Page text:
VMware Tanzu sponsored this post.
When it comes to open source software, there’s a big and growing problem: most organizations are takers, not givers.
There’s a classic XKCD comic that shows a giant structure representing modern digital infrastructure, dependent on a tiny component created by “some random person in Nebraska” who has been “thanklessly maintaining since 2003.”
This would have been funny, except that this is exactly what happened when security vulnerabilities were discovered in Log4j last December.
The Java-based logging tool is ubiquitous in enterprise publications. In the last three months, for example, Log4j has been downloaded more than 30 million times, according to a report by the enterprise software company Sonatype.
The tool has 440,000 lines of code, according to Synopsys‘ Black Duck Open Hub research tool, with nearly 24,000 contributions by nearly 200 developers. That’s a large dev team compared to other open source projects. But looking closer at the numbers, more than 70% of commits were by just five people.
Log4j’s home page lists about a dozen members on its project team. Most projects have far fewer developers working on them — and that presents a problem for the organizations that depend on them.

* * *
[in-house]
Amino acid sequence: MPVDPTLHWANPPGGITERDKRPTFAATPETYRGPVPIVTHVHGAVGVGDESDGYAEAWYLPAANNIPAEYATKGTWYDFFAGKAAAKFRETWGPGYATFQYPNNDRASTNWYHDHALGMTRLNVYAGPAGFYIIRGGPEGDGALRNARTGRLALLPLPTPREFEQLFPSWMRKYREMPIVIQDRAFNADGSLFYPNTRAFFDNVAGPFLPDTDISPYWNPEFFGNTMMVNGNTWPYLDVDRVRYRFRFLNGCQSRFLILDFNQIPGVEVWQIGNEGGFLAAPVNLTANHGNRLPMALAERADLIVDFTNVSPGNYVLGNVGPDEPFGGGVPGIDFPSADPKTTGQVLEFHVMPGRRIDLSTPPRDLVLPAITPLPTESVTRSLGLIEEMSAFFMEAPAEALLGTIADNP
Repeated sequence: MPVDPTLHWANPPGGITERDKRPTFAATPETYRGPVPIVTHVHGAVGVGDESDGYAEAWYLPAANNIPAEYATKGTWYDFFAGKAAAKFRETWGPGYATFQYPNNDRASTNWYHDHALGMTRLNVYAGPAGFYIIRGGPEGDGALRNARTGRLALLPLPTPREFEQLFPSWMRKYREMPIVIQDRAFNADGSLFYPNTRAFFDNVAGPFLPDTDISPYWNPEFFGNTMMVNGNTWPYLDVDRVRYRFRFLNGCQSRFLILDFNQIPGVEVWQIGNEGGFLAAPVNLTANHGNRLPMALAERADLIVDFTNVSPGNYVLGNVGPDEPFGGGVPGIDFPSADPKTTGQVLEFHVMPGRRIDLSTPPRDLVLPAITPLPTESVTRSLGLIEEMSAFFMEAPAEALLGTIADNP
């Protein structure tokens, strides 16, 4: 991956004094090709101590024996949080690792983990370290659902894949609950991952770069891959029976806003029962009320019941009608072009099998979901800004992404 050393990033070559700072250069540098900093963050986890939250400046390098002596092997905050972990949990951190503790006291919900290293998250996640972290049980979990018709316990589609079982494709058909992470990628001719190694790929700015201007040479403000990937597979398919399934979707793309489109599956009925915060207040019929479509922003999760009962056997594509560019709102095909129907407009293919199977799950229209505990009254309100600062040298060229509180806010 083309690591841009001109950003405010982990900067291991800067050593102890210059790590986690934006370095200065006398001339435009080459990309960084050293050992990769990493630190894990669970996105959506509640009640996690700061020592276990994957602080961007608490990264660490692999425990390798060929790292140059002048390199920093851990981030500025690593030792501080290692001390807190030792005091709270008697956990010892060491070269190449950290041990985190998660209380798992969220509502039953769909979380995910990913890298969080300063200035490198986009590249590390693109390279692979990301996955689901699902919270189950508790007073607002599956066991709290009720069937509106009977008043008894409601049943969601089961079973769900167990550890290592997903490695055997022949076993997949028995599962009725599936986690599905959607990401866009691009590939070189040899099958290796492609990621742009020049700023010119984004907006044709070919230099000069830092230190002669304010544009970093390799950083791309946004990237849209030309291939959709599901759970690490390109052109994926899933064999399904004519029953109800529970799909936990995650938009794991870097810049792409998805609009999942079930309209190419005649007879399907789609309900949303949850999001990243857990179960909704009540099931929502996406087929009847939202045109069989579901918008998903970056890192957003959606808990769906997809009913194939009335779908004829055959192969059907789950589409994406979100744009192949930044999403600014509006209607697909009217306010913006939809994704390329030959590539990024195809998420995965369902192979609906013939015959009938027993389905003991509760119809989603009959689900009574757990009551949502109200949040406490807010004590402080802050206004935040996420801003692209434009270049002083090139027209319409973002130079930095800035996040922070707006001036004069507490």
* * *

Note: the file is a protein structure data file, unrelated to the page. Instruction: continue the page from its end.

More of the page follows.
“There is little incentive for anyone today to contribute to an existing open source project,” said Jeremy Stretch, distinguished engineer at NS1, a DNS network company. “There’s usually no direct compensation, and few accolades are offered — most users don’t even know who maintains the software that they use.”
The most common motivation among open source contributors is to add a feature that they themselves want to see, he said. “Once this has been achieved, the contributor rarely sticks around.”
Meanwhile, as a project becomes more popular, the burden on the core team of maintainers keeps increasing.
“More users means more feature requests and more bug reports — but not more maintainers,” Stretch said. “What was once an enjoyable hobby can quickly become a tedious chore, and many maintainers understandably opt to simply abandon their projects altogether.”
The Tragedy of the Commons
The open source software ecosystem is a perfect example of the “tragedy of the commons.”
And the tragedy is — when everyone uses, but no one contributes, that resource — whether it’s an overrun park or an open source project — eventually collapses from overuse and underinvestment. Everyone loves using free stuff, but everyone expects someone else to take care of it.
This approach can save you money in the short term, but it can become a fatal flaw over time. Especially since open source software is everywhere, running everything.
Linux, for example, the open source operating system, runs on 96% of the world’s top 1 million servers, and 90% of all cloud infrastructure is on Linux. Not to mention that 85% of all smartphones in the world run Linux, in the form of the Android OS.